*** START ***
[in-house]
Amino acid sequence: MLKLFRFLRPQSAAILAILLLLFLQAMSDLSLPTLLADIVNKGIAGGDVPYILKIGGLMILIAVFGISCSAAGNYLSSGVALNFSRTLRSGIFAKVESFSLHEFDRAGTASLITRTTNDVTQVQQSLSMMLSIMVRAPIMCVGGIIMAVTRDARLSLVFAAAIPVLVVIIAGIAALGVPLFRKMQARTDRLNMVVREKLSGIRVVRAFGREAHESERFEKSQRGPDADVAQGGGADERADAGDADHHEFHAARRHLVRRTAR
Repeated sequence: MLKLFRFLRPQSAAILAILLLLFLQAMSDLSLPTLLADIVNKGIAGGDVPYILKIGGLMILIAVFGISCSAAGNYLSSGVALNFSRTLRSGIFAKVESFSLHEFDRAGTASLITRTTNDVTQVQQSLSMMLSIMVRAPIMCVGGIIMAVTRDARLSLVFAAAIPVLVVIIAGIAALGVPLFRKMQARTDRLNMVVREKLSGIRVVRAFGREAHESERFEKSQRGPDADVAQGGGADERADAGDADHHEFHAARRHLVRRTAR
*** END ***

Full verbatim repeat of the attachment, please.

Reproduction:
[in-house]
Amino acid sequence: MLKLFRFLRPQSAAILAILLLLFLQAMSDLSLPTLLADIVNKGIAGGDVPYILKIGGLMILIAVFGISCSAAGNYLSSGVALNFSRTLRSGIFAKVESFSLHEFDRAGTASLITRTTNDVTQVQQSLSMMLSIMVRAPIMCVGGIIMAVTRDARLSLVFAAAIPVLVVIIAGIAALGVPLFRKMQARTDRLNMVVREKLSGIRVVRAFGREAHESERFEKSQRGPDADVAQGGGADERADAGDADHHEFHAARRHLVRRTAR
Repeated sequence: MLKLFRFLRPQSAAILAILLLLFLQAMSDLSLPTLLADIVNKGIAGGDVPYILKIGGLMILIAVFGISCSAAGNYLSSGVALNFSRTLRSGIFAKVESFSLHEFDRAGTASLITRTTNDVTQVQQSLSMMLSIMVRAPIMCVGGIIMAVTRDARLSLVFAAAIPVLVVIIAGIAALGVPLFRKMQARTDRLNMVVREKLSGIRVVRAFGREAHESERFEKSQRGPDADVAQGGGADERADAGDADHHEFHAARRHLVRRTAR